People shop from a stall selling Ramadan lanterns along a main street in the Shubra district of Egypt s capital Cairo on 12 April, 2021, at the start of the Muslim holy fasting month of Ramadan. AFP
However, the final word on the beginning of Ramadan in Egypt is ultimately determined by Dar El-Iftaa, the main authority responsible for issuing religious edicts, following observations of the crescent moon.
According to NRIAG, the crescent moon of Ramadan will not be spotted in Cairo or most Islamic and Arab capitals and cities at sunset on 29 Sha’ban, which corresponds with 21 March in the Gregorian calendar. Therefore, 23 March will be the beginning of Ramadan, according to the organisation, and 22 March will be the end of Sha'ban.
Last week, the Abu Dhabi-based International Astronomical Centre predicted 23 March to be the first day of the holy month in some Arab countries.
In recent years, many Muslim-majority countries, including Egypt, have begun relying on astronomical calculations to define the start of Islamic lunar months. Traditionally, the crescent moon sighting has been they way Ramadan has been determined. This was a religious ceremony that has been observed in the Muslim world for centuries.
If the crescent is spotted after sunset in any place, it indicates the start of Ramadan, the ninth month of the Islamic calendar.
Eid Al-Fitr, or "the feast of breaking the fast," is a three-day religious holiday following Ramadan, and is set to be celebrated by Muslims around the world on 21 April, according to NRIAG. Eid Al-Fitr prayers in Cairo have been scheduled for 5:47am that day. This Ramadan, Egyptian Muslims will be permitted to perform all religious rituals inside mosques amid relaxed coronavirus restrictions.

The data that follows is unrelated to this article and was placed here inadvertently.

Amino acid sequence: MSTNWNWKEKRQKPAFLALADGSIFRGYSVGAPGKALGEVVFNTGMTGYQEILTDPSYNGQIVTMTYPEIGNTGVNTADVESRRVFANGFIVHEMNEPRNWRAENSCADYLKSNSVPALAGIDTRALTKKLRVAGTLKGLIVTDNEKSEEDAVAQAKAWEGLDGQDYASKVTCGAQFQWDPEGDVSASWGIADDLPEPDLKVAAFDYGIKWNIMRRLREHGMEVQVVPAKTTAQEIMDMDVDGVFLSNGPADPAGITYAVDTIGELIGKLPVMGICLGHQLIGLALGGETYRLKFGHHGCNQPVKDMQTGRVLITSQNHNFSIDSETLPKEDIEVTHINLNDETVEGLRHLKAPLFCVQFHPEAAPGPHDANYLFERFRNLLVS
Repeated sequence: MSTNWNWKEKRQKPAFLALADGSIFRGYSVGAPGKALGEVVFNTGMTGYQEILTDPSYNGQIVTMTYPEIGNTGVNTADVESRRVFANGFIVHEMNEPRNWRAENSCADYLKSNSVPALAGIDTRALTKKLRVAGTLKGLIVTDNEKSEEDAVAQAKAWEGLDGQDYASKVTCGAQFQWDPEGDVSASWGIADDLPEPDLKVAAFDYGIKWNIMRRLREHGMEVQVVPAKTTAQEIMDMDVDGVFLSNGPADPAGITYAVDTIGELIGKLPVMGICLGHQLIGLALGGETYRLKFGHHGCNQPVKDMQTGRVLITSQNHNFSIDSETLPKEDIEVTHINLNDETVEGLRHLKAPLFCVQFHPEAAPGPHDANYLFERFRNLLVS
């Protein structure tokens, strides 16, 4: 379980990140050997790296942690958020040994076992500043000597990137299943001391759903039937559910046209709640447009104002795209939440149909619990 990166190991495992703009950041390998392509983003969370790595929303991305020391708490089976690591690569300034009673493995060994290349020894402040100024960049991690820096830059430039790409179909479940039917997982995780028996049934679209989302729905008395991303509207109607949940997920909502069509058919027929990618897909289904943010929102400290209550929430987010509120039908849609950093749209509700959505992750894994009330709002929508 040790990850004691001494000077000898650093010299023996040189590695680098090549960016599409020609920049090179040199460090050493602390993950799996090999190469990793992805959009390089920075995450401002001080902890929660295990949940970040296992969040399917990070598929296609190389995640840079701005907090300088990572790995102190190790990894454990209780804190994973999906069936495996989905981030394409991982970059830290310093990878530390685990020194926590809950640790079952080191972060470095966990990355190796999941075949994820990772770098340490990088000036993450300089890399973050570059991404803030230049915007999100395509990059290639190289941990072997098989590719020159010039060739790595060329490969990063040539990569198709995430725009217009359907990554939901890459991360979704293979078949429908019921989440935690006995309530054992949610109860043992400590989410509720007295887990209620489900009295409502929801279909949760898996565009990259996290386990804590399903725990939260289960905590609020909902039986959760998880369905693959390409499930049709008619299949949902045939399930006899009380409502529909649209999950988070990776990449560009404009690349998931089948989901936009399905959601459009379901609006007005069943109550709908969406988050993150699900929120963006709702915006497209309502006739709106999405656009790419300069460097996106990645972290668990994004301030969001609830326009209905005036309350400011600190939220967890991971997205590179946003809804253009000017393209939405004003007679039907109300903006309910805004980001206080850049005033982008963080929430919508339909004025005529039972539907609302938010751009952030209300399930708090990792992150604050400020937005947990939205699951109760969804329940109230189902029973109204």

Late in 2022, the Ministry of Religious Endowments announced allowing seclusion inside major mosques for specific prayers for the first time since it was halted during the pandemic restrictions of 2020.
Tarawih prayers, where long portions of the Quran are read, will also be allowed inside mosques without time constraints.
Tarawih prayers were resumed in 2021 after they had been canceled in the first year of the pandemic but they were restricted to 30 minutes.
Late-night prayers (Tahajjud) which typically take place after midnight during the last ten days of Ramadan, will also be allowed for the first time since 2020.
As the global economic crisis persists, Egyptians have been struggling with high commodity prices ahead of Ramadan, which usually sees an uptick in food consumption.
To address this issue, authorities have launched Welcome Ramadan (Ahlan Ramadan) outlets across Egypt that offer discounts ranging from 25 to 30 percent on food and consumer goods.